The Blushing Bride, a rare white or pink flower with silky, pointy petals, is somewhat of a legend in the Franschhoek Valley. The story goes that it was discovered in the surrounding mountains in 1773 and came by its romantic name from its use in a rather romantic tradition. A French Huguenot farmer who was in love would wear this flower in his lapel when he decided to propose to the girl he fancied. The pinker the flower, the more serious his intentions were, causing the bride-to-be to blush at the sight of the flower.
 
Sadly, as with other near-extinct fynbos varieties in the region, the Blushing Bride disappeared from sight for many years. It was rediscovered about a century ago and since then conservationists have been determined to return the iconic flower to its former glory.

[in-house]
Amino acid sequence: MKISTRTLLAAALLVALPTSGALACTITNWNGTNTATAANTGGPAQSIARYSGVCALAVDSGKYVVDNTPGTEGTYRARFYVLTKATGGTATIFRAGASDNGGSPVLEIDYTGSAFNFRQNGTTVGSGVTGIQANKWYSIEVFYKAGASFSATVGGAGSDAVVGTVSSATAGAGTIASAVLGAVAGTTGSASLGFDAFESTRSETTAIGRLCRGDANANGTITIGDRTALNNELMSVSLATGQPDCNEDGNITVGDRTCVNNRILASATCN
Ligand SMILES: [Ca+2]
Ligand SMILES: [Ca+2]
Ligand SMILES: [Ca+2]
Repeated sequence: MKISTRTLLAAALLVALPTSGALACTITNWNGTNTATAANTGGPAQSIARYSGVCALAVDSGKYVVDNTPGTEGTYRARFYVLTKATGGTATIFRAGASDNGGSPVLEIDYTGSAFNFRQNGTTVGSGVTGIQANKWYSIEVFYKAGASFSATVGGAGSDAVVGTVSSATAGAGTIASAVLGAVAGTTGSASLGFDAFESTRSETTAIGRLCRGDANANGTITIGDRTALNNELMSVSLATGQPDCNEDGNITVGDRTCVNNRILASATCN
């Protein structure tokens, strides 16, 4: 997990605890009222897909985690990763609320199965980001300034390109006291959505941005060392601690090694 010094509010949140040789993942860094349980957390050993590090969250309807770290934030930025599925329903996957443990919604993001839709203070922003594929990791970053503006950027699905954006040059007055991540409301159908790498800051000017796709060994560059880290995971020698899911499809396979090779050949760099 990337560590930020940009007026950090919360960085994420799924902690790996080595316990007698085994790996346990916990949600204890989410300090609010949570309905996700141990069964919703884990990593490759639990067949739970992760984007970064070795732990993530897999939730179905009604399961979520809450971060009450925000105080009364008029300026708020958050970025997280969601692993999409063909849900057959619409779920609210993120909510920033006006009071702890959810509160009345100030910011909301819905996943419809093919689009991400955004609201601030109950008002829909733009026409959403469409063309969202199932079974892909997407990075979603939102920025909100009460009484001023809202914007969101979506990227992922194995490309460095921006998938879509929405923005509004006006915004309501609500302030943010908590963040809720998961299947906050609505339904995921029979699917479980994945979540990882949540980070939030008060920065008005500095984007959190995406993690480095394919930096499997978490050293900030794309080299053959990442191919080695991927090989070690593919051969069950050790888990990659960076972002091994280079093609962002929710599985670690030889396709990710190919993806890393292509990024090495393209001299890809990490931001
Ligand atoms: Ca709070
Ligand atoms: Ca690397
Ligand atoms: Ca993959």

Today Blushing Brides, rare disas and various kinds of proteas are being brought back to life on the La Motte Wine Estate in Franschhoek, where they can be seen in full bloom in the estate’s large Protea Garden. La Motte’s proud collection of rare flower varieties that are lovingly cultivated and re-established in the area is one of the reasons for it to have been awarded Champion status in the Biodiversity in Wine initiative (BWI).
 
Although best known for its international wine brand, La Motte is an estate that has conservation and sustainability at its centre. Nowhere is this more apparent than on the beautiful Organic Walk guiding visitors through the vineyards, fynbos nursery and gardens on the farm and concluding with a tasting of the organically grown Pierneef Sauvignon Blanc.
 
The walk offers visitors the opportunity to see how passionate La Motte is about sustainable farming and conservation. Visitors have the chance to see and smell the Protea Garden and stroll through the sustainably farmed and organically grown vineyards, the indigenous landscaped gardens (this time of year a carpet of lush green and soft purple and white), the nursery where micro greens and orchids are cultivated, and the biodynamic vegetable and herb gardens that supply the Estate’s award-winning restaurant and farm shop with fresh seasonal produce.